“Coach (Brett) Oberzan and our defensive staff did an great job of coming up with some blitz schemes and some coverage schemes,” Lisher said. “We tried to look the same and play different stuff, and I think we did a pretty good job. Our defense played great. To hold that offense to seven points, I didn’t think that was possible.”
On the stat sheet, the Firebirds dominated the game from start to finish, outgaining Blue Valley 303-164 in total yards and coming up with big play after big play when the game was on the line. Little things such as field position, penalties and momentum kept the game close. But each time the Firebirds were put to the test, they passed with perfect marks.
“When you get into these types of games, you have to have playmakers who make plays,” Lisher said. “And it seemed like all night long, when we had to make a play, somebody stepped up and made one.”
The list was long.
Junior Keene Niemack had two game-changing interceptions, one deep in Free State territory, the other in the end zone in the third quarter.
Junior quarterback Camren Torneden, who carried the ball 18 times for 123 yards, converted an astonishing eight runs for first downs, including a fourth-and-inches sneak on the Blue Valley 18-yard line with 2:46 to play.
“We had to do it, we needed to do it,” Torneden said. “I just looked deep into everybody’s eyes in the huddle and I knew we could do it. I knew we were all together. It was just an amazing drive.”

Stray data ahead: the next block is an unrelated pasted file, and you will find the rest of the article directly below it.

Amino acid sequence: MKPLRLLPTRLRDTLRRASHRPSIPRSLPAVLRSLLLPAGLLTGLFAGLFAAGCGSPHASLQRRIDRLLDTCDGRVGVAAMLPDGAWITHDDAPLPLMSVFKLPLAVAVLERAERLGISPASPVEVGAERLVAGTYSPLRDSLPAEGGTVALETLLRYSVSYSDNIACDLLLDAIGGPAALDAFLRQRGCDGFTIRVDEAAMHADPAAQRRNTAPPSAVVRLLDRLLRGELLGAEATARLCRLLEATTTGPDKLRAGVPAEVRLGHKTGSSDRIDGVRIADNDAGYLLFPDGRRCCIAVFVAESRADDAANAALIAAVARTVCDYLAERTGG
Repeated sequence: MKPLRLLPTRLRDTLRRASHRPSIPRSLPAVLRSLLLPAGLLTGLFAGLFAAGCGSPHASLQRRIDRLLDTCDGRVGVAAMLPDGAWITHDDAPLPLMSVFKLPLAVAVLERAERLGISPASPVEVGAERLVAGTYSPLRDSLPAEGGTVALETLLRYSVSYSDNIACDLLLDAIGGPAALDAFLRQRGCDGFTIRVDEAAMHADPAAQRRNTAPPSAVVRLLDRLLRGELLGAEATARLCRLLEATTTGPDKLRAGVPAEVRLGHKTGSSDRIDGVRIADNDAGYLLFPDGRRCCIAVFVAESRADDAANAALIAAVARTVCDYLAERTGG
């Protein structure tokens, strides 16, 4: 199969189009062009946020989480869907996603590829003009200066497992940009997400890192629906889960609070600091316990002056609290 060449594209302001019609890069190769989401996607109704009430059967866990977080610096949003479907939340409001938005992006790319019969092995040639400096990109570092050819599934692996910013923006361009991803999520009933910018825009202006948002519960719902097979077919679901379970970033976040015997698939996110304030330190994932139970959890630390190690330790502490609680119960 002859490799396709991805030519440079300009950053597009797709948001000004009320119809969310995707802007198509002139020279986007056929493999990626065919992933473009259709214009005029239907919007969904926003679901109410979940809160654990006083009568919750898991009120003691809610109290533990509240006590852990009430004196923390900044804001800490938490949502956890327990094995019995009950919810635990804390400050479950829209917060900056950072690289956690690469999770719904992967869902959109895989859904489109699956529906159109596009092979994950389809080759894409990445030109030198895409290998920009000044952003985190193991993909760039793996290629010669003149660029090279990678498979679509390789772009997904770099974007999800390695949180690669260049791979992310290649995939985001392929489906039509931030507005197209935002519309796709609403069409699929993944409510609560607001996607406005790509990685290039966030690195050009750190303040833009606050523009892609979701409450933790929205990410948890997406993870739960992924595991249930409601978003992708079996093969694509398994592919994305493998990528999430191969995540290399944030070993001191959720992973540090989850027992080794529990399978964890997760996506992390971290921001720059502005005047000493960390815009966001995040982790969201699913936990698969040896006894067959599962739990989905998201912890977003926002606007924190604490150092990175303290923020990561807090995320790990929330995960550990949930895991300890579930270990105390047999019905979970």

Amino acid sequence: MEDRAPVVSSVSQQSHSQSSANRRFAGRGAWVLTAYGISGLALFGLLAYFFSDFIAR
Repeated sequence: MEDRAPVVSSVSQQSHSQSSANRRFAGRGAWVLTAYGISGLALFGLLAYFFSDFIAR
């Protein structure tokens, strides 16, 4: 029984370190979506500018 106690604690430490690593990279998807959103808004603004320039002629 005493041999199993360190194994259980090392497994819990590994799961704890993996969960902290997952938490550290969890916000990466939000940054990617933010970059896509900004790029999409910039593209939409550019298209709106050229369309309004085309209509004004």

And then there was Chucky Hunter. The undisputed front man of the Free State High team, carried the ball 38 times for 170 yards. Fittingly, Hunter scored both Free State touchdowns, one on a two-yard run that capped an 80-yard drive to open the game and the other on a one-yard plunge that capped an 80-yard drive to close the game.
“I wasn’t tired. It’s cold, but I just wanted them to keep feeding me,” Hunter said. “You can’t get tired on a night like this because of the significance of the game.”
Hunter never did. Even though his 27th carry came with four minutes to play in the third quarter, Hunter found a way to pump out eight more quality carries. When his 38th carry sent him flying over his offensive line and into the end zone from a yard out on Free State’s final drive of the night, Hunter popped up immediately and sprinted off the field with one finger in the air.
With the victory, Free State improves to 9-3 on the season and moves one step closer to the first state football championship in school history. Playoff victories over Shawnee Mission Northwest (41-21), Olathe North (10-6) and Blue Valley (14-7) have the Firebirds battle tested.
“We have definitely earned our way into the state championship,” Lisher said. “There was no easy game in those three.”
Now the focus shifts to finishing the job. The Free State Firebirds will play Junction City (12-0) — a 22-3 winner against Derby on Friday — for the Class 6A state championship at 3 p.m. next Saturday at Washburn University’s Yager Stadium in Topeka.
“Just hearing that, I get a big smile on my face,” Stuart said.